UNSCOM has Always Done US Bidding
Mother Jones, 7 January 1999.
After we read reports of the US using the UN to spy on Iraq, we called Phyllis Bennis, an expert on US- UN relations to get her thoughts on just how bonedheaded the operation was. She sent us this e-mail in response..
The fact that US officials may have used UN weapons inspectors to spy for them isn't surprising. Whatever Iraqi secrets UNSCOM's on-the-ground inspectors were able to provide to the US were likely matched by the wealth of NSA satellite surveillance that Washington can gather at will.
The real issue is the willingness of the US, once again, to treat the United Nations with the utter disdain of a feudal emperor dissing his vassal king. Certainly that sort of treatment isn't new. Washington's current $1.5 billion in overdue UN bills is only slightly larger than usualthe US stopped paying its full bills a decade and a half ago, during the Reagan administration.
This is the part that matters most: UNSCOM was largely a creature
of the US from its beginnings. It has always been viewed with
a jaundiced eye by observers critical of US domination of the
UN And it has generally lived up to the most cynical expectations.
Although UNSCOM has ended up a disaster, it initially represented
a UN effort, however flawed, to craft an international enforcer
for disarmamentnot such a bad idea in these arms-bloated times,
especially in Iraq's arms-bloated neighborhood.
So what now? The US cannot be allowed to claim the unilateral
right to determine Iraq policy on its own. Iraq policy must be returned
to the United Nations. Not the UN that was the victim of Desert
Storm's false consensus and of Desert Fox's indifferent violations,
but a new UN, working to craft a new kind of multilateral diplomacy.
To begin that effort with policy towards Iraq, the following ideas
might be considered:
- The Security Council's corner on Iraq policy must be broken.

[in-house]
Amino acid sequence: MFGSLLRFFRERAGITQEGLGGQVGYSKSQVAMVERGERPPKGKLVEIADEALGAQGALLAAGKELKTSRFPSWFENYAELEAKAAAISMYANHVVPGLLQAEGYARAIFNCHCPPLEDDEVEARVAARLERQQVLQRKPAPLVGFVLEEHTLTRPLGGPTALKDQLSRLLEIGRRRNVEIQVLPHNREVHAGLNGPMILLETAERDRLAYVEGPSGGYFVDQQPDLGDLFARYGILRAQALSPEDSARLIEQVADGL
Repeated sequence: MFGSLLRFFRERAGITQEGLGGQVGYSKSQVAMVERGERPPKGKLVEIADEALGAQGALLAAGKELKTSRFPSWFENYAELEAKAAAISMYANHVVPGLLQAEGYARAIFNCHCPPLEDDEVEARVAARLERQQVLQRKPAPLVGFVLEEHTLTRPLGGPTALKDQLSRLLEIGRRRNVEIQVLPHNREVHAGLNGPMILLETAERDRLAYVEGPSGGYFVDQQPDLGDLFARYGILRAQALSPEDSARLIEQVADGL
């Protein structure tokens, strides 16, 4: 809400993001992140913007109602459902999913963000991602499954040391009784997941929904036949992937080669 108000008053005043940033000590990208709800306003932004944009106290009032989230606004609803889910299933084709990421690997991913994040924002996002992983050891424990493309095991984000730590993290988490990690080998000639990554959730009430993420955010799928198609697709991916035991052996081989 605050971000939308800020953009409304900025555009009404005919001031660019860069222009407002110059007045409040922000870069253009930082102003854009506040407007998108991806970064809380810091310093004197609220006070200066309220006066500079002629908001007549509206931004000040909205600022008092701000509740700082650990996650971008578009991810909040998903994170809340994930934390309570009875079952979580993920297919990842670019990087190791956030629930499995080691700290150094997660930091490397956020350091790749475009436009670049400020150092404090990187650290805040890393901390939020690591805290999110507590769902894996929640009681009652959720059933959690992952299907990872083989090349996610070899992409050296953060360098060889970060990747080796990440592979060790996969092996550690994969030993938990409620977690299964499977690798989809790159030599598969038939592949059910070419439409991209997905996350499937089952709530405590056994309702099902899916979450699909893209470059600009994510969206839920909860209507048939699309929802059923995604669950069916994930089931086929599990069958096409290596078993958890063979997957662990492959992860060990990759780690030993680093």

The Council's undemocratic makeup, and its subservience to US
and British vetoes, make it an insufficient venue for serious
consideration of Iraq disarmament policy. Other UN agencies
must be brought into the mix.
- Real disarmament, not pretext disarmament, must be reinstated
as the key aspect of UN policy in Iraq. To start with, UNSCOM
must be allowed to go public with the records found in Iraq and
already in its possession, documenting the source of Iraq's weapons
programs. (Currentlyand since its creationUNSCOM has
been prohibited from such disclosures.) This would facilitate
campaigns to stop the spread of weapons by going to the root of
the problem. Inspectors could identify and shut down supplier
companies, and target supplier countries with diplomatic pressure.
- The UN resolutions now governing Iraqi disarmament efforts
must be applied evenhandedly. Just for starters, those calling
for the establishment of a Nuclear Weapons Free Zone and a Weapons
of Mass Destruction Free Zone throughout the Middle Eastnot
just in Iraq. With the US responsible for the vast majority
of arms flooding into the region, that's not a bad place to start.
- The crippling, civilian-slaughtering economic sanctions must
be ended. The example of Denis Halliday, who quit his post as
the UN's humanitarian coordinator in Iraq to protest the impact
of sanctions on civilian Iraqis, should serve as an object lesson
for what a new kind of internationalism and a new kind of international
organization must look like. Efforts to isolate regimes responsible
for their population's suffering must not be rooted in strategies
that make that suffering worse. Answering the Baghdad regime's
long-standing violations of civil and political rights (which
were just as bad during its two decades of close military alliance
with the US) with new and even deadlier violations of economic
and social rights by the US and its allies is not what we can
accept as a "human rights-driven foreign policy".
Copyright 1999 Mother Jones.